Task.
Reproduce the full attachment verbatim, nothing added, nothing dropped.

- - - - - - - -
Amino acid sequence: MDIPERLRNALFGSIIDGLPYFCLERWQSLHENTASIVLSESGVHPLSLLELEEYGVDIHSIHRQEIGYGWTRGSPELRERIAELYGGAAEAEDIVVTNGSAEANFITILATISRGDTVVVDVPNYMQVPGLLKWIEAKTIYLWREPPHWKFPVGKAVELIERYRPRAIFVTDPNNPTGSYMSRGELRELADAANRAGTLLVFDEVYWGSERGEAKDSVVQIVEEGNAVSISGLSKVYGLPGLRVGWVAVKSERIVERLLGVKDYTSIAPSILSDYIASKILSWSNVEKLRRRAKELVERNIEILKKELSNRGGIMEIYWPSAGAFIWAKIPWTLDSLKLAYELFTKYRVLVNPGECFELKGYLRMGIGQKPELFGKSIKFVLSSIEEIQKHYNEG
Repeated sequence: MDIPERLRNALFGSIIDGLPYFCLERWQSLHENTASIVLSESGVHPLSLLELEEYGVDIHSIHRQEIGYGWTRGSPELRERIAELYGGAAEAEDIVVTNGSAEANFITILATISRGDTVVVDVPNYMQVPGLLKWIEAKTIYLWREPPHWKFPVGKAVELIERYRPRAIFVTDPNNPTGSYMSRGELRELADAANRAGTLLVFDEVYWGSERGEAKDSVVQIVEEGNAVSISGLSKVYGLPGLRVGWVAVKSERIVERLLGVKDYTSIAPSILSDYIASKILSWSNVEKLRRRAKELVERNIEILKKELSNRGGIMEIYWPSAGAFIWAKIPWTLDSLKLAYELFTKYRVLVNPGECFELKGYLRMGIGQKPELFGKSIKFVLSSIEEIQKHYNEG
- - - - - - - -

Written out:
Amino acid sequence: MDIPERLRNALFGSIIDGLPYFCLERWQSLHENTASIVLSESGVHPLSLLELEEYGVDIHSIHRQEIGYGWTRGSPELRERIAELYGGAAEAEDIVVTNGSAEANFITILATISRGDTVVVDVPNYMQVPGLLKWIEAKTIYLWREPPHWKFPVGKAVELIERYRPRAIFVTDPNNPTGSYMSRGELRELADAANRAGTLLVFDEVYWGSERGEAKDSVVQIVEEGNAVSISGLSKVYGLPGLRVGWVAVKSERIVERLLGVKDYTSIAPSILSDYIASKILSWSNVEKLRRRAKELVERNIEILKKELSNRGGIMEIYWPSAGAFIWAKIPWTLDSLKLAYELFTKYRVLVNPGECFELKGYLRMGIGQKPELFGKSIKFVLSSIEEIQKHYNEG
Repeated sequence: MDIPERLRNALFGSIIDGLPYFCLERWQSLHENTASIVLSESGVHPLSLLELEEYGVDIHSIHRQEIGYGWTRGSPELRERIAELYGGAAEAEDIVVTNGSAEANFITILATISRGDTVVVDVPNYMQVPGLLKWIEAKTIYLWREPPHWKFPVGKAVELIERYRPRAIFVTDPNNPTGSYMSRGELRELADAANRAGTLLVFDEVYWGSERGEAKDSVVQIVEEGNAVSISGLSKVYGLPGLRVGWVAVKSERIVERLLGVKDYTSIAPSILSDYIASKILSWSNVEKLRRRAKELVERNIEILKKELSNRGGIMEIYWPSAGAFIWAKIPWTLDSLKLAYELFTKYRVLVNPGECFELKGYLRMGIGQKPELFGKSIKFVLSSIEEIQKHYNEG